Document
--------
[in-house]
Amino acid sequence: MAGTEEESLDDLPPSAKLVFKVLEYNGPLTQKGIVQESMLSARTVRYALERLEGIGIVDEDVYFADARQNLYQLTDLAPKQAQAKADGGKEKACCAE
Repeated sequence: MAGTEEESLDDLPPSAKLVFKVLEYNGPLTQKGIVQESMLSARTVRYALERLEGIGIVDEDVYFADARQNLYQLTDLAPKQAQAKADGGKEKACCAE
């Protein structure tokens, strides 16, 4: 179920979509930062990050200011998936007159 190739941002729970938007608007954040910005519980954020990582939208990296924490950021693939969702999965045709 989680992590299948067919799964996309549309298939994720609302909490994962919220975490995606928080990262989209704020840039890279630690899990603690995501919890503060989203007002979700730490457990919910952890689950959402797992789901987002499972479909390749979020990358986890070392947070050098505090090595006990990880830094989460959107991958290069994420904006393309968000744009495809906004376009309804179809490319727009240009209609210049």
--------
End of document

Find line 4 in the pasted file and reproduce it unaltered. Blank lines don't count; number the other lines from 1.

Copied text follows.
């Protein structure tokens, strides 16, 4: 179920979509930062990050200011998936007159 190739941002729970938007608007954040910005519980954020990582939208990296924490950021693939969702999965045709 989680992590299948067919799964996309549309298939994720609302909490994962919220975490995606928080990262989209704020840039890279630690899990603690995501919890503060989203007002979700730490457990919910952890689950959402797992789901987002499972479909390749979020990358986890070392947070050098505090090595006990990880830094989460959107991958290069994420904006393309968000744009495809906004376009309804179809490319727009240009209609210049």